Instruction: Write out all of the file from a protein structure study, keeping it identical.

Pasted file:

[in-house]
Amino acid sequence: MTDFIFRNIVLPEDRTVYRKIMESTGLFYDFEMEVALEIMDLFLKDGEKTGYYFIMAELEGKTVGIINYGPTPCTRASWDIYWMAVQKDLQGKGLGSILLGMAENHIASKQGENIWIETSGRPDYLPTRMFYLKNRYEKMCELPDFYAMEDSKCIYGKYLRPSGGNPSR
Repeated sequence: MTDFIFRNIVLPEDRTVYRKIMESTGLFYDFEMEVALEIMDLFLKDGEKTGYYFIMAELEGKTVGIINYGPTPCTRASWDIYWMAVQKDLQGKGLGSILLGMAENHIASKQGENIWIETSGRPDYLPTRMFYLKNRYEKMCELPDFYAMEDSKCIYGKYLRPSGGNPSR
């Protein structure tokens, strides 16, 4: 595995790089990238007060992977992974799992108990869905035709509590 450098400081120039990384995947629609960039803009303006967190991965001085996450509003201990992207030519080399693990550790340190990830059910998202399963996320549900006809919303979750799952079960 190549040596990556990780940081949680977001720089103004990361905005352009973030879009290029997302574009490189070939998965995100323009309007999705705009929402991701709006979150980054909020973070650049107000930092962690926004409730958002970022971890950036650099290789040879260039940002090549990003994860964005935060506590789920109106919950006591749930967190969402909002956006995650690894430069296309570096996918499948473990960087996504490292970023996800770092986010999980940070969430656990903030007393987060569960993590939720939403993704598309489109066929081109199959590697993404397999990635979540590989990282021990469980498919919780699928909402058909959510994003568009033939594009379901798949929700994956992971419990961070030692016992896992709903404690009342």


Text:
[in-house]
Amino acid sequence: MTDFIFRNIVLPEDRTVYRKIMESTGLFYDFEMEVALEIMDLFLKDGEKTGYYFIMAELEGKTVGIINYGPTPCTRASWDIYWMAVQKDLQGKGLGSILLGMAENHIASKQGENIWIETSGRPDYLPTRMFYLKNRYEKMCELPDFYAMEDSKCIYGKYLRPSGGNPSR
Repeated sequence: MTDFIFRNIVLPEDRTVYRKIMESTGLFYDFEMEVALEIMDLFLKDGEKTGYYFIMAELEGKTVGIINYGPTPCTRASWDIYWMAVQKDLQGKGLGSILLGMAENHIASKQGENIWIETSGRPDYLPTRMFYLKNRYEKMCELPDFYAMEDSKCIYGKYLRPSGGNPSR
């Protein structure tokens, strides 16, 4: 595995790089990238007060992977992974799992108990869905035709509590 450098400081120039990384995947629609960039803009303006967190991965001085996450509003201990992207030519080399693990550790340190990830059910998202399963996320549900006809919303979750799952079960 190549040596990556990780940081949680977001720089103004990361905005352009973030879009290029997302574009490189070939998965995100323009309007999705705009929402991701709006979150980054909020973070650049107000930092962690926004409730958002970022971890950036650099290789040879260039940002090549990003994860964005935060506590789920109106919950006591749930967190969402909002956006995650690894430069296309570096996918499948473990960087996504490292970023996800770092986010999980940070969430656990903030007393987060569960993590939720939403993704598309489109066929081109199959590697993404397999990635979540590989990282021990469980498919919780699928909402058909959510994003568009033939594009379901798949929700994956992971419990961070030692016992896992709903404690009342």